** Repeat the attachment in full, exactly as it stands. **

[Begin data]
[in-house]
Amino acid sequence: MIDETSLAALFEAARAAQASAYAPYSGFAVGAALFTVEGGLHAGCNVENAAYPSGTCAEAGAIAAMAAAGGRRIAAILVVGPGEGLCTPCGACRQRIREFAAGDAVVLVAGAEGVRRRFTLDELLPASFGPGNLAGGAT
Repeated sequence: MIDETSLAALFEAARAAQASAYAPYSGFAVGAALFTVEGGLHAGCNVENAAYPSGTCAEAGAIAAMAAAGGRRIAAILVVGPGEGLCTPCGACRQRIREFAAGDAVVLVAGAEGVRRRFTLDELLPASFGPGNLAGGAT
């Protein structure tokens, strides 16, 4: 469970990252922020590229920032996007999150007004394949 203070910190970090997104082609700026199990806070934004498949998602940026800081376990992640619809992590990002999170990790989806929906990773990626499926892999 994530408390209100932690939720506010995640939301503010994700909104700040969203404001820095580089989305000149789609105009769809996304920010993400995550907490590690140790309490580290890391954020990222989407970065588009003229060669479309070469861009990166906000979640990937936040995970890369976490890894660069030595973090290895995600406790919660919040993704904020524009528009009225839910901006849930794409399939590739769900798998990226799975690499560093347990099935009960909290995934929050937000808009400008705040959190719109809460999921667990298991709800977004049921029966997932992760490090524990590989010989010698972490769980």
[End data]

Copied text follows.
[in-house]
Amino acid sequence: MIDETSLAALFEAARAAQASAYAPYSGFAVGAALFTVEGGLHAGCNVENAAYPSGTCAEAGAIAAMAAAGGRRIAAILVVGPGEGLCTPCGACRQRIREFAAGDAVVLVAGAEGVRRRFTLDELLPASFGPGNLAGGAT
Repeated sequence: MIDETSLAALFEAARAAQASAYAPYSGFAVGAALFTVEGGLHAGCNVENAAYPSGTCAEAGAIAAMAAAGGRRIAAILVVGPGEGLCTPCGACRQRIREFAAGDAVVLVAGAEGVRRRFTLDELLPASFGPGNLAGGAT
């Protein structure tokens, strides 16, 4: 469970990252922020590229920032996007999150007004394949 203070910190970090997104082609700026199990806070934004498949998602940026800081376990992640619809992590990002999170990790989806929906990773990626499926892999 994530408390209100932690939720506010995640939301503010994700909104700040969203404001820095580089989305000149789609105009769809996304920010993400995550907490590690140790309490580290890391954020990222989407970065588009003229060669479309070469861009990166906000979640990937936040995970890369976490890894660069030595973090290895995600406790919660919040993704904020524009528009009225839910901006849930794409399939590739769900798998990226799975690499560093347990099935009960909290995934929050937000808009400008705040959190719109809460999921667990298991709800977004049921029966997932992760490090524990590989010989010698972490769980």